You are currently browsing the category archive for the ‘Bikes’ category.
In the 1970′s Freiburg decided to encourage people to use public transport, walk ,or cycle, and to make it difficult to drive into the city. In the centre they closed a large area to cars and built tram lines which could take people right into the main shopping streets, and built a network of cycle lanes and other facilities. I can can report that the sky has not fallen, nor has the centre of the city become a wasteland.
On the other hand…
…there were lots of bikes…
And very little traffic.
In fact, the whole experience of walking in this city was far more pleasant than in our village.
Now there’s a coincidence.
Apparently the modal share of bikes in Freiburg is 27%, Not bad considering that Freiburg is right on the edge of the Black Forest, which is a Very Hilly Place. For comparison ‘driving a car’ is given as 26%, ‘car passenger’ as a paltry 6% and public transport covers 20%.
I asked David Hembrow when the Dutch City of Assen made the same policy decisions as Freiburg and the current modal share for bicycles. It turns out the main change was in the 1970′s and 80′s, and today bicycles have a modal share of 41%.
The coincidences just pile up, don’t they?
Pedelec in Würzburg. The sticker in the back window translates as: “How many cars do people need?”
Apparently they are made by a German company and are a battery/pedal hybrid.
Personally I’d go for a pedal-only huneligger, but I still like the look of it.
I seem to destroy mudguards on the Xtracycle. I don’t know how. The first set was traditionally styled and made in black plastic, and kept me dry for a whole three days before dropping onto the road one damp night back in 1997. Generation two, a ‘Crud Catcher’ fishtail, was very effective for ten years but didn’t fit under the Xtracycle, so I fitted generation three with some trepidation, a lot of swearing, and a little help from my friends. These broke on a wet day last October, naturally when I was going to a job interview. Since then the back mudguard has been held on with a mass of gaffer tape. This is of course incredibly cool if it’s an emergency repair out in the bush, but looks pretty awful on a sort-of commuter bike. Especially after six mud-spattered months.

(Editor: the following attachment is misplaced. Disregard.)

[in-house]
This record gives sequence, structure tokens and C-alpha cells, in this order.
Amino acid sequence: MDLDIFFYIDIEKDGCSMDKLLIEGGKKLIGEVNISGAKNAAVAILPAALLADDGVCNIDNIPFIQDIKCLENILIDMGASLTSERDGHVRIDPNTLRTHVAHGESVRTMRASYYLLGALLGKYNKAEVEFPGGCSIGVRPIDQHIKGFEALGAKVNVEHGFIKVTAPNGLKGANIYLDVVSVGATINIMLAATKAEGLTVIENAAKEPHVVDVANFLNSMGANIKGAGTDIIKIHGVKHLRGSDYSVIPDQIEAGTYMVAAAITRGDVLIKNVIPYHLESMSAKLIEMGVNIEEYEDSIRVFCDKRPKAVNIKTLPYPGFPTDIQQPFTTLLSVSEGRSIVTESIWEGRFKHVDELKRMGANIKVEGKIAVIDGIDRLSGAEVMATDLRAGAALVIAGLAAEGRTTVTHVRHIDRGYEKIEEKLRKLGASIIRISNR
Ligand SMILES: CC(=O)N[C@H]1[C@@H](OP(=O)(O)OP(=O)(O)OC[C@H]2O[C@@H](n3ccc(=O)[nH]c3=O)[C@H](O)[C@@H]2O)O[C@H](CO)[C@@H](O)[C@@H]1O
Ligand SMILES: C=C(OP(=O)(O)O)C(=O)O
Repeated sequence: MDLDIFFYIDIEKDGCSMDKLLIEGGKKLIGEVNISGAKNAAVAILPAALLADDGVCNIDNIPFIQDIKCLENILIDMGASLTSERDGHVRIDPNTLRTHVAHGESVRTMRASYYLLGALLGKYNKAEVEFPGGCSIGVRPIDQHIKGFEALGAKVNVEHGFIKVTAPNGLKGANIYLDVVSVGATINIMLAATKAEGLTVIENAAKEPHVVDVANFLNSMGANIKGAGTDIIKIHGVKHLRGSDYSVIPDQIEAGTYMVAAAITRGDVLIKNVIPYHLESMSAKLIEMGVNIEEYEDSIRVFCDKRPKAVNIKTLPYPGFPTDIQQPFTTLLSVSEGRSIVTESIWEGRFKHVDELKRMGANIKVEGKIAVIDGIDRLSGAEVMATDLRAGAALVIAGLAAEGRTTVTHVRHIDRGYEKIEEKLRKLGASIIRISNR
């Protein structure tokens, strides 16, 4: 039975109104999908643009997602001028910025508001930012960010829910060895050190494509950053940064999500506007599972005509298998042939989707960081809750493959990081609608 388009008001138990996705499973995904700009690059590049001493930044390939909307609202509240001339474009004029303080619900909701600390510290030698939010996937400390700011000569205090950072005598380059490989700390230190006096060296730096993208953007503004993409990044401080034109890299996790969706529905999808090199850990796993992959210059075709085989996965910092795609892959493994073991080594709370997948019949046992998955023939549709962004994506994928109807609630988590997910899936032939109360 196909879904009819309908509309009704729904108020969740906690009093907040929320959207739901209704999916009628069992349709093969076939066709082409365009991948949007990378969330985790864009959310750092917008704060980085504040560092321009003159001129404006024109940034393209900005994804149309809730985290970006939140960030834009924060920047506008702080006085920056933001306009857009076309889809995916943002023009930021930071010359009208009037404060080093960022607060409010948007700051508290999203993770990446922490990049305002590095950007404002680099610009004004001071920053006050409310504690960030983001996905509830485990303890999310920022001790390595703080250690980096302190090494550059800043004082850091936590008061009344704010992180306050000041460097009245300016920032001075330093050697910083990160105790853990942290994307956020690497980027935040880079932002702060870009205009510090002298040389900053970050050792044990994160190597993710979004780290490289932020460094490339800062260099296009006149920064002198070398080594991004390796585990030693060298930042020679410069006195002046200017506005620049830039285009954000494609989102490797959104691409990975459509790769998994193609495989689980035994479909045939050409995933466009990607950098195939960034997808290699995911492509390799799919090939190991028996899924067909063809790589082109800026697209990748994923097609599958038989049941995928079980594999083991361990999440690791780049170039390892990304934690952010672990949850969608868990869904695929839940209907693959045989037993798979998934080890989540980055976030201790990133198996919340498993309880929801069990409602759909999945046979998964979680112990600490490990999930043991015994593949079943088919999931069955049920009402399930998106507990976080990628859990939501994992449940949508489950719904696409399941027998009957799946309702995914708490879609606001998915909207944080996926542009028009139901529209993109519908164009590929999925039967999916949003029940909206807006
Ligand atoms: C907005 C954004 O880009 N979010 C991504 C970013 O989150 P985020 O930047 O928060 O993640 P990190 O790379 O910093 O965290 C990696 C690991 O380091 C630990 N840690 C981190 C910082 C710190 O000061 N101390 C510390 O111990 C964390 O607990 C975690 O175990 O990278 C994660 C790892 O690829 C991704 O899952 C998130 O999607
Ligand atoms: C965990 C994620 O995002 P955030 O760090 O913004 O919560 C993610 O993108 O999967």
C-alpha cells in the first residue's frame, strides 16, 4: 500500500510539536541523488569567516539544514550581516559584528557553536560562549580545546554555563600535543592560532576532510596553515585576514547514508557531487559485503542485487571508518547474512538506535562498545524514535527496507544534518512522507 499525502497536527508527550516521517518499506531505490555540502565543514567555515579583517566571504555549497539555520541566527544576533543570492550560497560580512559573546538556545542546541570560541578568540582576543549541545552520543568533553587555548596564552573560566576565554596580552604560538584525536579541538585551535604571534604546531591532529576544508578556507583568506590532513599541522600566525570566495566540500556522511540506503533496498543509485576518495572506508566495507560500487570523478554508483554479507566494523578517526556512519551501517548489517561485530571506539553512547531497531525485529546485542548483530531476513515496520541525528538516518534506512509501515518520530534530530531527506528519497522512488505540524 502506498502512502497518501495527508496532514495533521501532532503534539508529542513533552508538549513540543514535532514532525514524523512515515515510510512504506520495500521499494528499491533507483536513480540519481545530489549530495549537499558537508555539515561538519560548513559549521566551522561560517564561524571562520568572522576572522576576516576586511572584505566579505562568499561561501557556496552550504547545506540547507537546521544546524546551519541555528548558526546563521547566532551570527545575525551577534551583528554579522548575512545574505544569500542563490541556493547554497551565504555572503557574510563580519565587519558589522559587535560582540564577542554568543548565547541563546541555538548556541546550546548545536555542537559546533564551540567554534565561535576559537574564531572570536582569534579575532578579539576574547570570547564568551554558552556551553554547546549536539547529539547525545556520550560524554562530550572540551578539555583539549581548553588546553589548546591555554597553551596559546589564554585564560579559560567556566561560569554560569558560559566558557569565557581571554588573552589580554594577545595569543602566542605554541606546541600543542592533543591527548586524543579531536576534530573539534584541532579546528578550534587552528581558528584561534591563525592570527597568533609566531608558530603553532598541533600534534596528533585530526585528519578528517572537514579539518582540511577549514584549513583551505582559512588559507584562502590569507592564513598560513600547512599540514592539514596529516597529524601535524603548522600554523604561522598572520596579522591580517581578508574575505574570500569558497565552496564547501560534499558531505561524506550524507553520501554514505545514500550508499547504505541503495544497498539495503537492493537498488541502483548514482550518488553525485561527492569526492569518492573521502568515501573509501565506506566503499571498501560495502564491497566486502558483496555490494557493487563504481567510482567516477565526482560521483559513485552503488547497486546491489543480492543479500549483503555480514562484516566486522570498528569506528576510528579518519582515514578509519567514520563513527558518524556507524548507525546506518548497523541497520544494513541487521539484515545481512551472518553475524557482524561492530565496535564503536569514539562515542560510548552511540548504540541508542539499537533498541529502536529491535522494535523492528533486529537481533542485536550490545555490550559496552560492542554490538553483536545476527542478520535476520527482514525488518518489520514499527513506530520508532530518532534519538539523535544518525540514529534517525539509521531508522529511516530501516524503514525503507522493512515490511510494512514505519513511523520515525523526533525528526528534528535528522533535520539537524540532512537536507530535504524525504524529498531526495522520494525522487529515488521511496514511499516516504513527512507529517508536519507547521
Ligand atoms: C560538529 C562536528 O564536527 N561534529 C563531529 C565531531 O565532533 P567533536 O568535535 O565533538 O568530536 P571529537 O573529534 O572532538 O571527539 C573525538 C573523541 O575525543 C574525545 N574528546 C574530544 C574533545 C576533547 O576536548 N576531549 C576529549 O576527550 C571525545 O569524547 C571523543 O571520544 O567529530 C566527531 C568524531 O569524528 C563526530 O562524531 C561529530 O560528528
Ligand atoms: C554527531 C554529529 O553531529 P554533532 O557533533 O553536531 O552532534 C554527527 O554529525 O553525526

So now I’ve finally got around to fitting Mudguards 4.1: proper metal mudguards with parts scrounged from various scrap bikes including the bike I gave up on for beautiful wife. It took a bit of a wait for the right scrap bike to come in, but hopefully it’ll save more emergency repairs in a rainy night. As can be seen one set of rear stays needed a bit of ‘adjustment’ (clamped in a vice and bent horribly until they fitted) but they’re holding well.
The front end looks a bit strange at the moment after I fitted the scrap light . I’ll be replacing the cantilever brakes soon with Hydraulic or V-Brakes which will tidy that area up. I’ll need a switch for the lights somewhere as well.
New-fangled LED rear light with park light function, because being rear-ended at night wouldn’t be fun. I left my work shoes in the Xtracycle again. Normally people look at me in a funny way when I take pictures of the bikes, but today they were all watching Germany play football.
Every now and again I do some spring cleaning on the Xtracycle, I’ll take the spraydeck and side loaders off, empty them, clean then thoroughly and then spend at least ten minutes trying to remember how to put them back on again. It’s quite an exciting experience because I often find things I’d lost months before and given up hope of ever finding again, although the thought that I’ve been schlepping them about for months is not encouraging.
This time I think I broke all records for an Xtracycle haul. The inside pockets contained (from top left):
Map of Stuttgart
Plastic rubbish picked up from road (goodness knows when)
Three packs of seeds
Pack of batteries for lights, pluss
Spare repair sheets for the bike shop.
Rubbish bag (for waterproofing things if it rains)
Torch and knife
First aid kit (3 Small boys- nuff said)
LED Blinky light
Two packs of dead batteries (Which by the looks of them, have been there some time, I really need to get a dynamo set)
Foam tube to protect paint when locking bike.